October 2008

Life in the Fast Lane
Edited by Kathleen McGinn Spring

Two University chemists, one from Columbia and the other from University of Pennnsylvania, started Process Research Products halfway between the New York & Philadelphia, choosing an office on Nassau Street above Hulit’s Shoes. In 1958 they focused on local industries, such as General Motors in Ewing, and then they branched out into precision industries and into exporting.

Now each month the 25-person firm ships half a dozen 20-foot containers with more than 100 tons of specialty chemicals — 60 percent to Asian markets — from its 30,000 square-foot plant in Ewing Business Park. British-born CEO Anthony Broomer says this is an encouraging sign that a small-to-medium privately owned business in New Jersey can compete in the global marketplace.

Broomer moved to Princeton in 1968 when the Process Research factory was in Pennington and its major clients were European. Finding the Japanese market “frustrating and difficult to penetrate” he turned to other Asian countries and set up distributors there. They moved the business to Ewing in 1986 and, helped take the firm public, and was part of the group that brought it private again. Now Process Research comprises one-quarter of Connecticut-based Chessco Industries. With eight salespeople, three lab scientists, seven people making the chemicals, and seven workers in the office, the half-century old company is small enough that it can celebrate employee birthdays with cookouts in the parking lot in Ewing.

Part of his success, Broomer admits, is that he picked the right industry. “For specialty chemicals, the cost of entry is not high, and you don’t need many employees. You have proprietary information, and if you get it right, it can be very profitable.”

Broomer attributes their success in the Chinese market to getting in early. “We have been a reliable supplier over many, many years, since the silicon wafer industry started. Like the IBM ad, the one about nobody getting fired for purchasing IBM computers, the Chinese like to know that their sources for ingredients are stable. They realized that world-class manufacturing could be achieved with more certainty by adopting Western processes and products.” Process Research’s' latest products are for manufacturing solar cells.

In addition to China, the firm ships to 15 different countries, including Malaysia, Korea, and Taiwan, etc.. Global geography markets make it hard to use sales quotas by territories for the five-person sales staff. “Once somebody is out there, they cover for the others,” says Broomer. “They’ll be reimbursed based on their profit contribution, not by a formula. It is hard to do it fairly by a formula.”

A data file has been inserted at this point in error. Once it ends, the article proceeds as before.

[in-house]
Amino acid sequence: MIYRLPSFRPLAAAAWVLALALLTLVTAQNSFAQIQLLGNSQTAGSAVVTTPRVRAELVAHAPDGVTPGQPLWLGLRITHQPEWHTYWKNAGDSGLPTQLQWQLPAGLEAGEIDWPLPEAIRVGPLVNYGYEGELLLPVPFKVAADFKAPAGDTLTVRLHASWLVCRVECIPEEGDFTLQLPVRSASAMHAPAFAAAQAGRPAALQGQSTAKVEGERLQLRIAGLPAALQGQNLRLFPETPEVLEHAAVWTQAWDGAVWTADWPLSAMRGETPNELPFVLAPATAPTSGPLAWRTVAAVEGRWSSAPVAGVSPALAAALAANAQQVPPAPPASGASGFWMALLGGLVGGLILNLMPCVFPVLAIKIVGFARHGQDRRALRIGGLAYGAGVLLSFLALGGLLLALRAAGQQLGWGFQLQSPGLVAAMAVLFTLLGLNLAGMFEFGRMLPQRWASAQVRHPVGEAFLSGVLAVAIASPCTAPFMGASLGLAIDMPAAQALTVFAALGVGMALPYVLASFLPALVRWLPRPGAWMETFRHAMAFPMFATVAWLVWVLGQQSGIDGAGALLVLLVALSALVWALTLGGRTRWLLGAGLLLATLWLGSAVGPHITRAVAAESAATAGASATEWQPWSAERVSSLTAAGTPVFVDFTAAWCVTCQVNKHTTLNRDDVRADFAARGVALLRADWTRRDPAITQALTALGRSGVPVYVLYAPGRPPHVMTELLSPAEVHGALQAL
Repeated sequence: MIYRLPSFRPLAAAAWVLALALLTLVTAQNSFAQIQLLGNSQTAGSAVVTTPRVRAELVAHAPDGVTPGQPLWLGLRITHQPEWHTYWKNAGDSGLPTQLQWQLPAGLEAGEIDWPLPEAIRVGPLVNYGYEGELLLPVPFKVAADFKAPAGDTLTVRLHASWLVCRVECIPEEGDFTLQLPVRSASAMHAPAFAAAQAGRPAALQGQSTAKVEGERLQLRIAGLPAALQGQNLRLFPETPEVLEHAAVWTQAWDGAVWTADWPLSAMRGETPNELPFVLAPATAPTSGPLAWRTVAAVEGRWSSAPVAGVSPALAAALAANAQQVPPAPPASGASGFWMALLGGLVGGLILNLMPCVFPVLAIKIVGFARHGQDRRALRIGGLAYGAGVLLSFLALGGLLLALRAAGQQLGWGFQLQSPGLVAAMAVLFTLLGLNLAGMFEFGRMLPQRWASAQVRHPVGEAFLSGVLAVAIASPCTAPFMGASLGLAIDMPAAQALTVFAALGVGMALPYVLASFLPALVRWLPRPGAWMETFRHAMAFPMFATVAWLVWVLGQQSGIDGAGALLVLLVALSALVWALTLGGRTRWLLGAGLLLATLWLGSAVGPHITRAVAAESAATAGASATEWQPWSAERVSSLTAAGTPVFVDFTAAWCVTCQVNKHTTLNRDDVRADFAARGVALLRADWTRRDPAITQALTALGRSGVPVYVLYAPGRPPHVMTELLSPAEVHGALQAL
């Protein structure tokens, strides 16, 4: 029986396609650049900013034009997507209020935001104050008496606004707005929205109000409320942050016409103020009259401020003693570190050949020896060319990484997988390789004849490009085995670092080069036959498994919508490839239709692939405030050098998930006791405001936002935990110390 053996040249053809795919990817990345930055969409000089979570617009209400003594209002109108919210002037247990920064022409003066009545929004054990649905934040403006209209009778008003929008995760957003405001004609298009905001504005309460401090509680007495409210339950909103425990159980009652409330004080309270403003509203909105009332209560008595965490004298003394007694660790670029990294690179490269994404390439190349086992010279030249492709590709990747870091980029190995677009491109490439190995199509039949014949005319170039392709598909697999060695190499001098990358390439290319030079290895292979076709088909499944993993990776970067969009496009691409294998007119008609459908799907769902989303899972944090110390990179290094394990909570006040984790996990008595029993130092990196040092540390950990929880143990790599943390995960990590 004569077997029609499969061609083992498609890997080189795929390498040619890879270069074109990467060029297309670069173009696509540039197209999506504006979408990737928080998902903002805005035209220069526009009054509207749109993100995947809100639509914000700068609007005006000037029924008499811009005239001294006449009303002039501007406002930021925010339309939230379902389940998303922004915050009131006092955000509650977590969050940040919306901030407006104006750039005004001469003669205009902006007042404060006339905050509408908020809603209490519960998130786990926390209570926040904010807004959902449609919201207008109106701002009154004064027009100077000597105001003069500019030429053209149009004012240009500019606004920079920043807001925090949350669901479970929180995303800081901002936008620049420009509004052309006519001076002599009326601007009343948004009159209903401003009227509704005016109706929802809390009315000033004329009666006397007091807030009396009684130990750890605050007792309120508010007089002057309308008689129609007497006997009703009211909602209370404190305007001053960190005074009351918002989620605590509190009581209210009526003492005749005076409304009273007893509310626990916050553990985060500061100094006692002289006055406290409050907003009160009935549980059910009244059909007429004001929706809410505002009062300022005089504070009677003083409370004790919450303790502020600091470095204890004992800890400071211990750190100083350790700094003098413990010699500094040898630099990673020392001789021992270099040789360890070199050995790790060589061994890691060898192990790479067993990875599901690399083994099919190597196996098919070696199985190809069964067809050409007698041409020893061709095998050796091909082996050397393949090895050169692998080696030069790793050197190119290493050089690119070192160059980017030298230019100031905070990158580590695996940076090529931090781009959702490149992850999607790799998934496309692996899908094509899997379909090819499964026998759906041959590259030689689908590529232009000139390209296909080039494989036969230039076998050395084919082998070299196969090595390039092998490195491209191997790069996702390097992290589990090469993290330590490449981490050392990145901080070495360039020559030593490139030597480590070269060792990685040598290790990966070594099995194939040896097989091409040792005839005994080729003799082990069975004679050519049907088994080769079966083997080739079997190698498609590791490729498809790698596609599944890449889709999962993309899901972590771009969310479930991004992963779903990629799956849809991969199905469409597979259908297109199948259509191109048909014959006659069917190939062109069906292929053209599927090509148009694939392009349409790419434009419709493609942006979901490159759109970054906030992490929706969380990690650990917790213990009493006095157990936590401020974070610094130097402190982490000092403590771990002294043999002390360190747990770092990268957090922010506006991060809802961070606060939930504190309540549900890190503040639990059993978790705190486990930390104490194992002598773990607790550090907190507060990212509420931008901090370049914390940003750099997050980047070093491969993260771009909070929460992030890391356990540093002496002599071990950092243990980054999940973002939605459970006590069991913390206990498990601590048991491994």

Process Research has just started to manufacture products for solar in Taiwan. “We plan to keep our core products manufactured here in the USA, and manufacture only the very price sensitive products, for the solar industry, near the market. The whole solar industry is driven by cost, in order to be more competitive with the electric grid.” Chemicals for silicon wafers industry are very cost competitive, and our main competition comes from small Japanese firms. Says Broomer: “The challenge for us from now on is to be competitive in Asia and still manufacture core products here in NJ.”

Broomer agrees that his British background helps him in the export business. “Traditionally, as you travel around the world, there are more British people involved in the export business. It is a national trait that after college a lot of British people go into overseas sales & marketing."

On the home front, he tends to hire immigrants, and that’s also due to his multicultural heritage. “In 1947, when I was seven years old, Pakistan was formed and Britain was flooded with immigrants.  They were my friends and co-workers. Process Research hires mainly immigrants here — Filipinos, Indians, Taiwanese, or Guatemalan — and well over half of our employees are first or second generation workers.”

Broomer and his artist wife, Zenna, live in the Hillier-designed glass-walled condominium on Quarry Street (the house was viewed as an unwelcome “urban insertion” by some neighbors — U.S. 1, June 4, 2008). The Broomers met in England, and they have four children and two grandchildren. Broomer grew up in the British Midlands, where his father worked for the railroad. After earning a mechanical engineering degree from Wolverhampton Polytechnic College in 1963, he went into technical sales, joining the British division of Chessco Industries, the parent company to Process Research, in 1967.

Based in Westport, Connecticut, Chessco acquired Process Research in 1970 from the founding partners, Philip Kaftol and Wilbur Duncan. It continues to be a family business; each of Chessco’s divisions has at least two employees with the same last name.

Broomer’s sons, Simon and John, work at Process Research. John has an engineering degree from Rutgers in Piscataway and Simon, a 1994 alumnus of Elmira College in New York, is scheduled to become President on January 1, 2009.

Broomer says he has been content to let the firm grow naturally and enjoy healthy profit margins. “It’s nice to be able to get your arm around the business. Being profitable is probably more important than growth.”

Process Research Products, 1013 Whitehead Road Extension, Ewing Business Park, Ewing 08638; 609-882-0400; fax, 609-882-9608. Simon Broomer, President.